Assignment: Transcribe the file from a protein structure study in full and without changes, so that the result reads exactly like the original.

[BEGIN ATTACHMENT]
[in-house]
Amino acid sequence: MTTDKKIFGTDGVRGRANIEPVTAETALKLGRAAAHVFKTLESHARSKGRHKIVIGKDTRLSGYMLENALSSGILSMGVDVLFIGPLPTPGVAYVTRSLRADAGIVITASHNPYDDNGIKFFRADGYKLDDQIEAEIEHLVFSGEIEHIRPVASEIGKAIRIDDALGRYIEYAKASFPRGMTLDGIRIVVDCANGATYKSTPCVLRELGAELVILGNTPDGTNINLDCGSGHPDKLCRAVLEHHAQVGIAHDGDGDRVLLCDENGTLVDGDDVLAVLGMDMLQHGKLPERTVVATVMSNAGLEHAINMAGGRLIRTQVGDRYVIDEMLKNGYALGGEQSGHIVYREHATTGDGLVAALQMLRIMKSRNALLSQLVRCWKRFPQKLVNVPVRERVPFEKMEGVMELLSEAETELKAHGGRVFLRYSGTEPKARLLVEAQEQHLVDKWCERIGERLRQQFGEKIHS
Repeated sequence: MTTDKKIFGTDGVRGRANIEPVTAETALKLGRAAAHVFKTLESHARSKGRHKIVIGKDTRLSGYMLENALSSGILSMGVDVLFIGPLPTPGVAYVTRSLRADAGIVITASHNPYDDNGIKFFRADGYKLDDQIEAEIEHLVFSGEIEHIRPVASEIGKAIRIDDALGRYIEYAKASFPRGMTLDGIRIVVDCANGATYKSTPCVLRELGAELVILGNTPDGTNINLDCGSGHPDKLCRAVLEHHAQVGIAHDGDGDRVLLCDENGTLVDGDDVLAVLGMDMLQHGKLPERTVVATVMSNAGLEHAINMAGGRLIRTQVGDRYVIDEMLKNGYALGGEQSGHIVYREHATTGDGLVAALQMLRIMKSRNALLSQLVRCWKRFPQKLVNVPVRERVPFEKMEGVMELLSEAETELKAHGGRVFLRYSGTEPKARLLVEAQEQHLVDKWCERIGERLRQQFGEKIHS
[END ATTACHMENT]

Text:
[in-house]
Amino acid sequence: MTTDKKIFGTDGVRGRANIEPVTAETALKLGRAAAHVFKTLESHARSKGRHKIVIGKDTRLSGYMLENALSSGILSMGVDVLFIGPLPTPGVAYVTRSLRADAGIVITASHNPYDDNGIKFFRADGYKLDDQIEAEIEHLVFSGEIEHIRPVASEIGKAIRIDDALGRYIEYAKASFPRGMTLDGIRIVVDCANGATYKSTPCVLRELGAELVILGNTPDGTNINLDCGSGHPDKLCRAVLEHHAQVGIAHDGDGDRVLLCDENGTLVDGDDVLAVLGMDMLQHGKLPERTVVATVMSNAGLEHAINMAGGRLIRTQVGDRYVIDEMLKNGYALGGEQSGHIVYREHATTGDGLVAALQMLRIMKSRNALLSQLVRCWKRFPQKLVNVPVRERVPFEKMEGVMELLSEAETELKAHGGRVFLRYSGTEPKARLLVEAQEQHLVDKWCERIGERLRQQFGEKIHS
Repeated sequence: MTTDKKIFGTDGVRGRANIEPVTAETALKLGRAAAHVFKTLESHARSKGRHKIVIGKDTRLSGYMLENALSSGILSMGVDVLFIGPLPTPGVAYVTRSLRADAGIVITASHNPYDDNGIKFFRADGYKLDDQIEAEIEHLVFSGEIEHIRPVASEIGKAIRIDDALGRYIEYAKASFPRGMTLDGIRIVVDCANGATYKSTPCVLRELGAELVILGNTPDGTNINLDCGSGHPDKLCRAVLEHHAQVGIAHDGDGDRVLLCDENGTLVDGDDVLAVLGMDMLQHGKLPERTVVATVMSNAGLEHAINMAGGRLIRTQVGDRYVIDEMLKNGYALGGEQSGHIVYREHATTGDGLVAALQMLRIMKSRNALLSQLVRCWKRFPQKLVNVPVRERVPFEKMEGVMELLSEAETELKAHGGRVFLRYSGTEPKARLLVEAQEQHLVDKWCERIGERLRQQFGEKIHS